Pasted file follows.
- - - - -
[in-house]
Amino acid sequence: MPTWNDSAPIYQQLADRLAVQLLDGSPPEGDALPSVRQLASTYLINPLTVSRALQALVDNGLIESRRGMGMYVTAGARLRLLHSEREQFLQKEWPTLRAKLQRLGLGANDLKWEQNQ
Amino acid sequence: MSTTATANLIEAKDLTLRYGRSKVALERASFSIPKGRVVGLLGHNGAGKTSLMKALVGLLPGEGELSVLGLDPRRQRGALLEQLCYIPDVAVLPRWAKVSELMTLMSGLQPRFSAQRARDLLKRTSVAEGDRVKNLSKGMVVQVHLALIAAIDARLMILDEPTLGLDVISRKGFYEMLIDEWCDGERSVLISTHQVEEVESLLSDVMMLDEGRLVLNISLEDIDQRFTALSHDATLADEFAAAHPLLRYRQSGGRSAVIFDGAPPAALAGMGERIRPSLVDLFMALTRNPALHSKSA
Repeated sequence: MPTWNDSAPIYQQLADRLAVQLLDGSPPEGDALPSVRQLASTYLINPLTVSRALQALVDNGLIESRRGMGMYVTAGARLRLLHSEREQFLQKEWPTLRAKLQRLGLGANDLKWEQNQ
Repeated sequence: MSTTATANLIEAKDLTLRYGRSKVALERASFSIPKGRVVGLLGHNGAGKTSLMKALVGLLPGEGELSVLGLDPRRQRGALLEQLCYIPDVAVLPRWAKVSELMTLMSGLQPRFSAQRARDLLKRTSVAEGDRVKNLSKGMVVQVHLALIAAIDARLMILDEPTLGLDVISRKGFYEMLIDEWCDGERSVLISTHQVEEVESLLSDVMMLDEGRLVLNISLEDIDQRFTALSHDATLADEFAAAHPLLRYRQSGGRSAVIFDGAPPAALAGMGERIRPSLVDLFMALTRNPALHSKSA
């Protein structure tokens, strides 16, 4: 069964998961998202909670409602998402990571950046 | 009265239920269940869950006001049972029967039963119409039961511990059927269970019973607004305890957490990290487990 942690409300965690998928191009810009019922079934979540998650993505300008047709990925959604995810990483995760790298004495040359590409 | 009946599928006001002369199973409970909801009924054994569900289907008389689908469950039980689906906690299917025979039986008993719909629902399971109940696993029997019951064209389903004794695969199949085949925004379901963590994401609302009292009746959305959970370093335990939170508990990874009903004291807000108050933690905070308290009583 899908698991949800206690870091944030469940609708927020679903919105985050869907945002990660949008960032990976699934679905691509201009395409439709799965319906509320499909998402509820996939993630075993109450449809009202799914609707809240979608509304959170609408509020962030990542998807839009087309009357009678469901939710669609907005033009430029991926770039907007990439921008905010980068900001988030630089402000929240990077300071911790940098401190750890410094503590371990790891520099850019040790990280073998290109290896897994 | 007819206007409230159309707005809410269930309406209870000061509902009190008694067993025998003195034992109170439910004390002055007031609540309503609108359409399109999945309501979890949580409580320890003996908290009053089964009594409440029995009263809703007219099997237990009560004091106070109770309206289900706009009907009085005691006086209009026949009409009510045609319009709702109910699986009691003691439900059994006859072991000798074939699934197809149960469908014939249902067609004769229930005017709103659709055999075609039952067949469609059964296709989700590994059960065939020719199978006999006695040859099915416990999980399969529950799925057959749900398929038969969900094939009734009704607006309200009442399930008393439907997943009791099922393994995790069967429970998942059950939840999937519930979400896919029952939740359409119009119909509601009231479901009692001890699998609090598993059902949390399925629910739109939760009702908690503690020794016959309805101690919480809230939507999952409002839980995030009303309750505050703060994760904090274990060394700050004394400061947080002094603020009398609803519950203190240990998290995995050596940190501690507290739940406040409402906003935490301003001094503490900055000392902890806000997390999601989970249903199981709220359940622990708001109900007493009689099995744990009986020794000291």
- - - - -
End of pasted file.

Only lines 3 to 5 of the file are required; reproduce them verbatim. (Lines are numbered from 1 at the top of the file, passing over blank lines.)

Amino acid sequence: MSTTATANLIEAKDLTLRYGRSKVALERASFSIPKGRVVGLLGHNGAGKTSLMKALVGLLPGEGELSVLGLDPRRQRGALLEQLCYIPDVAVLPRWAKVSELMTLMSGLQPRFSAQRARDLLKRTSVAEGDRVKNLSKGMVVQVHLALIAAIDARLMILDEPTLGLDVISRKGFYEMLIDEWCDGERSVLISTHQVEEVESLLSDVMMLDEGRLVLNISLEDIDQRFTALSHDATLADEFAAAHPLLRYRQSGGRSAVIFDGAPPAALAGMGERIRPSLVDLFMALTRNPALHSKSA
Repeated sequence: MPTWNDSAPIYQQLADRLAVQLLDGSPPEGDALPSVRQLASTYLINPLTVSRALQALVDNGLIESRRGMGMYVTAGARLRLLHSEREQFLQKEWPTLRAKLQRLGLGANDLKWEQNQ
Repeated sequence: MSTTATANLIEAKDLTLRYGRSKVALERASFSIPKGRVVGLLGHNGAGKTSLMKALVGLLPGEGELSVLGLDPRRQRGALLEQLCYIPDVAVLPRWAKVSELMTLMSGLQPRFSAQRARDLLKRTSVAEGDRVKNLSKGMVVQVHLALIAAIDARLMILDEPTLGLDVISRKGFYEMLIDEWCDGERSVLISTHQVEEVESLLSDVMMLDEGRLVLNISLEDIDQRFTALSHDATLADEFAAAHPLLRYRQSGGRSAVIFDGAPPAALAGMGERIRPSLVDLFMALTRNPALHSKSA